The project supports the organization’s mission to improve the comprehensive well-being of its member countries and monitor the sustainability of such well-being. Zambrano was selected for the team based on his past work with the United Nations Development Programme (UNDP), in which he assisted in the redesign of the Human Development Index and the design of the Gender Inequality Index.
As the leading international organization for addressing environmental issues, UNEP is well positioned to play a critical role in developing and supporting green economy progress indicators. Zambrano’s involvement with UNEP is ongoing, and the Green Economy Progress Index is set to be released by UNEP by the end of the year.
In addition to his excellent work abroad over the past year, Zambrano was also recognized by the Orfalea College of Business as the 2015 Distinguished Teacher of the Year.
Economics Society Students Travel to San Francisco for World Oil Prices Discussion
In February, the 14 members of the Cal Poly Economics Society (CPES) traveled to the San Francisco Commonwealth Club to hear a reputable panel of experts discuss the geopolitics and economics behind the current state of world oil prices and American energy sentiments. Former Special Advisor to President Obama Jason Bordoff, former Environmental Protection Agency Administrator Bill Reilly, and Senior Vice President of Next Generation Kate Gordon participated in the conversation.
One of the leading discussion topics centered on the phenomenon of cheaper oil prices, with crude oil recently dropping below $50 a barrel. Will oil continue to spiral down, or will the adjusted price be higher than we initially expected? While the classic economists’ answer of “perhaps we simply cannot predict the future” seemed imperative, other speculations surrounding the state of oil prices garnered much interest from the audience. The demand for sport utility vehicles is soaring, some oil-producing countries face tremendous economic turmoil, and increasingly environmentally conscious Americans are wary of what the future holds.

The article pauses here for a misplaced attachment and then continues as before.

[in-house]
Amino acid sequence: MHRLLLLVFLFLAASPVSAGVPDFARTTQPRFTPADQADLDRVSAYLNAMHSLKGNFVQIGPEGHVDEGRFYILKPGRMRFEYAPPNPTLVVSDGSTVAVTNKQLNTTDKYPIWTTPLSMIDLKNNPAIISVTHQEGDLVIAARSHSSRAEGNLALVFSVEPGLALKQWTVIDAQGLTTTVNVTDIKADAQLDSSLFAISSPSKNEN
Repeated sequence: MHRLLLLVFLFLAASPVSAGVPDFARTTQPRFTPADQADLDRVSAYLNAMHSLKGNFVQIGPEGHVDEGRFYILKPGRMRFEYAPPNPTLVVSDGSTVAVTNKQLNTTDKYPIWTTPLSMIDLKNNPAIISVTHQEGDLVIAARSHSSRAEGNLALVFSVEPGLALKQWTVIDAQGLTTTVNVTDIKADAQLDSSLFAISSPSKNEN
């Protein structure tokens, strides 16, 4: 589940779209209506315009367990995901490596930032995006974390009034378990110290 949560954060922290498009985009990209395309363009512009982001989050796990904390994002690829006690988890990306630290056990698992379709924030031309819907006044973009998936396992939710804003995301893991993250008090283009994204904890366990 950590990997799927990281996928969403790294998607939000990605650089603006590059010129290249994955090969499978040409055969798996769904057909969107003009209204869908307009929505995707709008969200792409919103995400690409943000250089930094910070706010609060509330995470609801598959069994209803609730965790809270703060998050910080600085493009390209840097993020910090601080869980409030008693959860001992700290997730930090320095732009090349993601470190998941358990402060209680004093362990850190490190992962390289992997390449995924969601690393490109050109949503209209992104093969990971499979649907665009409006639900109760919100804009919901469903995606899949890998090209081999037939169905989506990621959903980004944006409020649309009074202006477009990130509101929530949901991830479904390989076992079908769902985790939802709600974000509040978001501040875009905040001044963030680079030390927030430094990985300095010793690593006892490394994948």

Panelists Gordon and Reilly spoke highly of the United States reaching its target of cutting carbon emissions 20 percent by 2020 based on declining miles driven per vehicle and hydraulic shale fracking creating greater efficiency. Bordoff spoke quite intimately about how policy – namely cap-and-trade – plays a particularly crucial role in the future of industry and individual carbon reduction.
Climate One, a derivative of The Commonwealth Club, seeks to bring together scholarly leaders to foster the discussion of climate change, energy efficiency, and other relevant environmental issues. According to its mission, this is to help “advance the march toward a low-carbon economy.” The Cal Poly Economics Society grasped this knowledge and relate
d to the many diverse economic implications of the discussion. Afterward, some members even discussed their opinions with Bordoff and enjoyed a brief photo opportunity. CPES thanks faculty advisor Steve Hamilton for his help in organizing and carrying out the successful event.
Pictured in Photo: Isabela Galvez, Amanda Schafer, Anthony Berardi, John Crescent, Austin White, Nathan Miner, Chris Lunger, Daniel Estes, Frank Fassl, Kyle Hafey, Mike Hurdelbrink, Blake Wedekind, Stefan Hall.
Not Pictured: Davis Matthews & Professor Steve Hamilton